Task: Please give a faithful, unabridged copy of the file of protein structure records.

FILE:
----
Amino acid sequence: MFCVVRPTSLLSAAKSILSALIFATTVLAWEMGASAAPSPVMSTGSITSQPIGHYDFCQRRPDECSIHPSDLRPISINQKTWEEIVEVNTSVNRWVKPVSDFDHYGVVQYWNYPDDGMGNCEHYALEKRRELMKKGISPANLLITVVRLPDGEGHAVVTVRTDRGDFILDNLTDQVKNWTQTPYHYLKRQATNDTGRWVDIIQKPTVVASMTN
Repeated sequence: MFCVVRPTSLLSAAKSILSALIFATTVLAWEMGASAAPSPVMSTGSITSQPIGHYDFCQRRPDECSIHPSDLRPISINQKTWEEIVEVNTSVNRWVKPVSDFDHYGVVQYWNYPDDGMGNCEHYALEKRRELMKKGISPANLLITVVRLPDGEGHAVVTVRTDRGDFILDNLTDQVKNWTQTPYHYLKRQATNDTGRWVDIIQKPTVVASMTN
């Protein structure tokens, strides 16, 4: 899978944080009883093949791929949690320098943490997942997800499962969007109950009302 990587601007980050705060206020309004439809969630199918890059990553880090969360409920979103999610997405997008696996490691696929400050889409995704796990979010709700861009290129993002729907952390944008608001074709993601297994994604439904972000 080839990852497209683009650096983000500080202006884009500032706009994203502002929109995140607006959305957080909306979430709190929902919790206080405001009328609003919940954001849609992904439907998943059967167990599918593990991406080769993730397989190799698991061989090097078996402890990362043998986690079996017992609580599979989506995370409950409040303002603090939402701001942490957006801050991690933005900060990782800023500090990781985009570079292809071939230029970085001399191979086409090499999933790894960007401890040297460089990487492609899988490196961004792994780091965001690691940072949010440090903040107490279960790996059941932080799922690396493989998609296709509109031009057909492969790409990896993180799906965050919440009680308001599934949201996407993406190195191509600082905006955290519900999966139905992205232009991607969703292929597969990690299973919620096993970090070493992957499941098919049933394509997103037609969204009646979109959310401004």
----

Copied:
Amino acid sequence: MFCVVRPTSLLSAAKSILSALIFATTVLAWEMGASAAPSPVMSTGSITSQPIGHYDFCQRRPDECSIHPSDLRPISINQKTWEEIVEVNTSVNRWVKPVSDFDHYGVVQYWNYPDDGMGNCEHYALEKRRELMKKGISPANLLITVVRLPDGEGHAVVTVRTDRGDFILDNLTDQVKNWTQTPYHYLKRQATNDTGRWVDIIQKPTVVASMTN
Repeated sequence: MFCVVRPTSLLSAAKSILSALIFATTVLAWEMGASAAPSPVMSTGSITSQPIGHYDFCQRRPDECSIHPSDLRPISINQKTWEEIVEVNTSVNRWVKPVSDFDHYGVVQYWNYPDDGMGNCEHYALEKRRELMKKGISPANLLITVVRLPDGEGHAVVTVRTDRGDFILDNLTDQVKNWTQTPYHYLKRQATNDTGRWVDIIQKPTVVASMTN
């Protein structure tokens, strides 16, 4: 899978944080009883093949791929949690320098943490997942997800499962969007109950009302 990587601007980050705060206020309004439809969630199918890059990553880090969360409920979103999610997405997008696996490691696929400050889409995704796990979010709700861009290129993002729907952390944008608001074709993601297994994604439904972000 080839990852497209683009650096983000500080202006884009500032706009994203502002929109995140607006959305957080909306979430709190929902919790206080405001009328609003919940954001849609992904439907998943059967167990599918593990991406080769993730397989190799698991061989090097078996402890990362043998986690079996017992609580599979989506995370409950409040303002603090939402701001942490957006801050991690933005900060990782800023500090990781985009570079292809071939230029970085001399191979086409090499999933790894960007401890040297460089990487492609899988490196961004792994780091965001690691940072949010440090903040107490279960790996059941932080799922690396493989998609296709509109031009057909492969790409990896993180799906965050919440009680308001599934949201996407993406190195191509600082905006955290519900999966139905992205232009991607969703292929597969990690299973919620096993970090070493992957499941098919049933394509997103037609969204009646979109959310401004």